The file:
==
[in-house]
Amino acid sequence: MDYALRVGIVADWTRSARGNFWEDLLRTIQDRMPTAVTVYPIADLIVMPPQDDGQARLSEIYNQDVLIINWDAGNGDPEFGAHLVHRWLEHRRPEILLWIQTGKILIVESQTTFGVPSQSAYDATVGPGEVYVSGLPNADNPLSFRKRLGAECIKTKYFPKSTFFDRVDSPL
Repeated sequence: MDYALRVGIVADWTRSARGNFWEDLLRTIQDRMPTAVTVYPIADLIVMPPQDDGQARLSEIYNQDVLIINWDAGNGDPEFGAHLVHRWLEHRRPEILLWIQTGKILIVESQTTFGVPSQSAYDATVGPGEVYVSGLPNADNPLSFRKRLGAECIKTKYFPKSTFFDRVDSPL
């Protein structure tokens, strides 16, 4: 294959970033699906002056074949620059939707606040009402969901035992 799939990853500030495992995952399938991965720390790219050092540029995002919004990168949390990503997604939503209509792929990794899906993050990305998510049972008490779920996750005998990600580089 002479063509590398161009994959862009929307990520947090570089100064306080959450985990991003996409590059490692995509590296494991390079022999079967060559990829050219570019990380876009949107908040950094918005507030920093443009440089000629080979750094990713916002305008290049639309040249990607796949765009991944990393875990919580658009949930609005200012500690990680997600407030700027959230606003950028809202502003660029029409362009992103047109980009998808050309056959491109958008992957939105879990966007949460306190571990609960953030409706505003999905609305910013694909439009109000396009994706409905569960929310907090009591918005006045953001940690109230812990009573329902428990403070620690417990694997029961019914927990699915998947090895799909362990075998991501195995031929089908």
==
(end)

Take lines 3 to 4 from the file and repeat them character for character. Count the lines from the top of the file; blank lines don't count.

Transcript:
Repeated sequence: MDYALRVGIVADWTRSARGNFWEDLLRTIQDRMPTAVTVYPIADLIVMPPQDDGQARLSEIYNQDVLIINWDAGNGDPEFGAHLVHRWLEHRRPEILLWIQTGKILIVESQTTFGVPSQSAYDATVGPGEVYVSGLPNADNPLSFRKRLGAECIKTKYFPKSTFFDRVDSPL
């Protein structure tokens, strides 16, 4: 294959970033699906002056074949620059939707606040009402969901035992 799939990853500030495992995952399938991965720390790219050092540029995002919004990168949390990503997604939503209509792929990794899906993050990305998510049972008490779920996750005998990600580089 002479063509590398161009994959862009929307990520947090570089100064306080959450985990991003996409590059490692995509590296494991390079022999079967060559990829050219570019990380876009949107908040950094918005507030920093443009440089000629080979750094990713916002305008290049639309040249990607796949765009991944990393875990919580658009949930609005200012500690990680997600407030700027959230606003950028809202502003660029029409362009992103047109980009998808050309056959491109958008992957939105879990966007949460306190571990609960953030409706505003999905609305910013694909439009109000396009994706409905569960929310907090009591918005006045953001940690109230812990009573329902428990403070620690417990694997029961019914927990699915998947090895799909362990075998991501195995031929089908």